He was named Crown Prince (imperial heir) on 969/8/13, as his father Emperor Reizei abdicated the throne in favor of Kazan's uncle (Reizei's brother) Emperor En'yû. Kazan would then succeed his uncle in 984.
After only a two-year reign, Kazan abdicated the throne in 986 in favor of one of his cousins (a son of Emperor En'yû), who then took the throne as Emperor Ichijô. A poem Kazan composed on the occasion of his abdication has come to associate him, famously, with the moon. It reads:
Kokoro mi ni
Hoka no tsuki o mo
Waga yado kara no
Aware naru ka to
I should like
The one [seen] from my own house
Would it be as moving?
The poem speaks of Kazan's trepidation at leaving the comforts and pleasures of his old life for a new one (in retirement). Due to this poem, and Kazan's association with the moon, a depiction of Kazan was included by ukiyo-e artist Tsukioka Yoshitoshi in his series "100 Aspects of the Moon."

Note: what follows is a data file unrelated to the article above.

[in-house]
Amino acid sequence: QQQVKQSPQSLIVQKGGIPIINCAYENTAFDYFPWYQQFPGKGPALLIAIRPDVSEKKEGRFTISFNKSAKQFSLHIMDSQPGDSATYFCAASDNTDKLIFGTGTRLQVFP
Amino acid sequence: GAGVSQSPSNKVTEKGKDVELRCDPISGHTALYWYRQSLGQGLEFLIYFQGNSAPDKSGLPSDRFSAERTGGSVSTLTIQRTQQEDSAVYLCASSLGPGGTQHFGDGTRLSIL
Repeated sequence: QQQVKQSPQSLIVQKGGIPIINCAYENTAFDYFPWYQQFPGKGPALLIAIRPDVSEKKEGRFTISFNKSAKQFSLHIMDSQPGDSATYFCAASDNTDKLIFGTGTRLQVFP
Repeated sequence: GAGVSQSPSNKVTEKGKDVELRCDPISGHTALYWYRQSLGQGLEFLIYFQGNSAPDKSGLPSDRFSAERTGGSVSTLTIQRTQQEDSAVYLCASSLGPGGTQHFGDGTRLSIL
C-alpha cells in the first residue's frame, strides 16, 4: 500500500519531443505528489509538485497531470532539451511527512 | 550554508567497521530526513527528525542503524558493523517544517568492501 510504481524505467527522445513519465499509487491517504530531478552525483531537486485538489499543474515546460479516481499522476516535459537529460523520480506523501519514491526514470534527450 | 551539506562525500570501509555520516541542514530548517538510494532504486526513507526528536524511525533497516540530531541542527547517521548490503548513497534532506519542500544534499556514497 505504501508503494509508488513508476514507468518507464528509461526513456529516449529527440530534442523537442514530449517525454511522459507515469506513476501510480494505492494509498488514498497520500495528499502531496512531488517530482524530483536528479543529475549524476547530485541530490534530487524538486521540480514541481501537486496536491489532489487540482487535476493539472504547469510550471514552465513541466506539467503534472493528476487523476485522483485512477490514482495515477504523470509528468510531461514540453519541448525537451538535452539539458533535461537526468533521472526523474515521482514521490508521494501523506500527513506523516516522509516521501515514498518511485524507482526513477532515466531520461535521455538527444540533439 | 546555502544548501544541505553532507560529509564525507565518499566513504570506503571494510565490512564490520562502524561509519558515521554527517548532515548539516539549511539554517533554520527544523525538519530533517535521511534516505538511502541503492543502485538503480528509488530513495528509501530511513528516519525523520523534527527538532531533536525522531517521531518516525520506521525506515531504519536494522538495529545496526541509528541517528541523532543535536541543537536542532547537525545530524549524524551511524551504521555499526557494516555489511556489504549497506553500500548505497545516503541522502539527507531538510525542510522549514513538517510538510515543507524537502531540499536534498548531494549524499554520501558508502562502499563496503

Though Emperor Kazan was buried at Ryôan-ji alongside many other emperors, his official mausoleum is considered to be Kamiya-gawa no hotori no misasagi in the Kinugasa-takahashi neighborhood of northern Kyoto.
|Emperor of Japan
- Evelyn Rawski, Early Modern China and Northeast Asia: Cross-Border Perspectives, Cambridge University Press (2015), 155.